One of the key factors in solving any problem is getting the right information to set you on the right track toward solving it. Truth be told, I'm a certifiable tool fanatic. It doesn't matter if it's wrenches, screwdrivers, woodworking tools (my hobby), test equipment, software tools, etc., if there is something made to solve a particular problem more easily, I'll buy it or build it if it helps me (unless the cure costs more than the disease).

In this case, we'll stick to tools that provide information relevant to solving computer and network problems. Some of these tools are free, some are shareware, some cost money, some are built into the operating system or part of the overall environment. What they have in common is that they provide some sort of information to help you narrow your search for the solution to the problem you are facing. If you choose not to use them because you're sure that they would not be helpful, then you're being just as ignorant (and arrogant) as some of your customers.

So here is a simple list -- there are multiple tools available for many of these, but I'll just list one or two.

  • Event or system logs -- comes with the respective operating systems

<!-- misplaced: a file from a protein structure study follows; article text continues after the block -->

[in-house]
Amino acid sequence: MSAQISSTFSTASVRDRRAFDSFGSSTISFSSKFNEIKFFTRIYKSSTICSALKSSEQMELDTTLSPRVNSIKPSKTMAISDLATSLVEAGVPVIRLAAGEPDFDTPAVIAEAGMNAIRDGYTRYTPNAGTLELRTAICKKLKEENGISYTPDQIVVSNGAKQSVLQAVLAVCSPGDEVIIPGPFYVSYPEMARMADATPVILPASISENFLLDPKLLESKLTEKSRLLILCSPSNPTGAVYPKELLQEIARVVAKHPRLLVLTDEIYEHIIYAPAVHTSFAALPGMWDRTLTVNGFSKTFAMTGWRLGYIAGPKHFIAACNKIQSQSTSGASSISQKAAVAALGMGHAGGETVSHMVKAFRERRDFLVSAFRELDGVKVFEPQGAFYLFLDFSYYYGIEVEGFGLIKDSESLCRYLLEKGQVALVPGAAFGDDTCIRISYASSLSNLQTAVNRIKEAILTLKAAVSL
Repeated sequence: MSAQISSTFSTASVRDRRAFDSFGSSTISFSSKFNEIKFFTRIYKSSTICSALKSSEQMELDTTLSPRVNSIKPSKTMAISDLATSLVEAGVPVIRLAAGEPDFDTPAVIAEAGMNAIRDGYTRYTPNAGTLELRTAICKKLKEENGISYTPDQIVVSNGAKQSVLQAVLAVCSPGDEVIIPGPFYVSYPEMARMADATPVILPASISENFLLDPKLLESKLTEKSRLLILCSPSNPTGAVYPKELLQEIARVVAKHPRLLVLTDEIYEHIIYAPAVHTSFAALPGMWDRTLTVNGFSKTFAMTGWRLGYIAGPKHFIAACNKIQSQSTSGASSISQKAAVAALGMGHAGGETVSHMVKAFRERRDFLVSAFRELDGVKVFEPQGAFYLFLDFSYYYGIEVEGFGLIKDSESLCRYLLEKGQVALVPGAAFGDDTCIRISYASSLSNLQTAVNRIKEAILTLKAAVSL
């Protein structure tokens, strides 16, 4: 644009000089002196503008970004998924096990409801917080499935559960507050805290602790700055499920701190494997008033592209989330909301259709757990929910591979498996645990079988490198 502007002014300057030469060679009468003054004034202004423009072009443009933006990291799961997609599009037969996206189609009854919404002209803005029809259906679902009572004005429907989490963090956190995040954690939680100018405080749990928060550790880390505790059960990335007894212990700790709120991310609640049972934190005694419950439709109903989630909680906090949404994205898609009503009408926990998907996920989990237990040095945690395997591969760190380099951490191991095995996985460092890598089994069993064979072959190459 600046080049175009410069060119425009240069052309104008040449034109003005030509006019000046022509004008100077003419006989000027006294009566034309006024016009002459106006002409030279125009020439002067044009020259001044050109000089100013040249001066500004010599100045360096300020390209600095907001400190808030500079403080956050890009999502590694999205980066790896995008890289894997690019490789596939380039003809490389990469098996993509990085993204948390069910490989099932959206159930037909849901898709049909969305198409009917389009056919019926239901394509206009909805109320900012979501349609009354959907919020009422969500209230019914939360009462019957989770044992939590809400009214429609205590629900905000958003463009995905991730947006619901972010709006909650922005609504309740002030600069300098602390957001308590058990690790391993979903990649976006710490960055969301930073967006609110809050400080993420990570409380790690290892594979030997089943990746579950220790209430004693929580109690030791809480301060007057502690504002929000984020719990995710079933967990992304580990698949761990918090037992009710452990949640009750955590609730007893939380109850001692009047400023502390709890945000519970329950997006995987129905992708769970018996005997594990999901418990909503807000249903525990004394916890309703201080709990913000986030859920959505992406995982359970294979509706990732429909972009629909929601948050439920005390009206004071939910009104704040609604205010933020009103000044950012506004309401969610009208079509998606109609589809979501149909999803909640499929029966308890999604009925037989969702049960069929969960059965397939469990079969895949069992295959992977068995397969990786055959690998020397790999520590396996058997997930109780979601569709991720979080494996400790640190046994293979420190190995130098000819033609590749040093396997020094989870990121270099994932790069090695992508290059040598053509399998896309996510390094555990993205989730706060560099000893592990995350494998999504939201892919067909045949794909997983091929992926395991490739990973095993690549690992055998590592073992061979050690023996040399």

• Pop-up messages -- teach your customers to write down the entire message before they dismiss it
  • Process information -- Task Manager on Windows, ps on Unix/Linux systems, ProcessExplorer (
  • Network listening status -- Vision (Foundstone/McAfee), TcpView (
  • Network traffic -- Network General Sniffer, Ethereal, WinDump/TcpDump
  • Registry activity -- Regmon (
  • File system activity - Filemon (
  • Disk drive status (error counters, temperature, etc.) -- DriveLED (OO Software)
  • Chkdsk/Scandisk(Windows) / fsck (Unix/Linux)
  • Startup info (Windows) -- HijackThis (Safer-Networking), Auto-Runs (
  • Antispyware scanner -- Spybot Search & Destroy, Ad-Aware, Pest Patrol, CounterSpy, Microsoft Anti-Spyware, WinPatrol, etc.
  • Logs from possibly related systems and services -- name servers, firewalls, intrusion detection systems, routers, switches
  • Cable tester(s) -- Intermittent cables have caused me a fair number of problems. I happen to like the Fluke product line, but there are many other brands out there that also do a fine job.

This is FAR from being a complete list. Note that there are NO scanners in the list. I love scanners, but they are not all that effective or relevant for solving an individual problem. The key point here is that all of those listed can provide you with information that is much harder to see with your bare eyes and which have all led to solving problems.

The other objective here is for you to think of your jobs (whatever they might be) in a wider sense than what's right in front of your nose. When you widen your horizons and breadth of knowledge, your value and number of opportunities will tend to widen as well. When you show an implied attitude of caring (brought on by deliberately chosen behavior and speech) about your users/customers and treat them with respect, their opinion of you goes up considerably as well.

As I mentioned in an earlier blog, none of this happens overnight, but all of this will enhance your skills and your attitude and will hopefully have a positive impact on your professional life.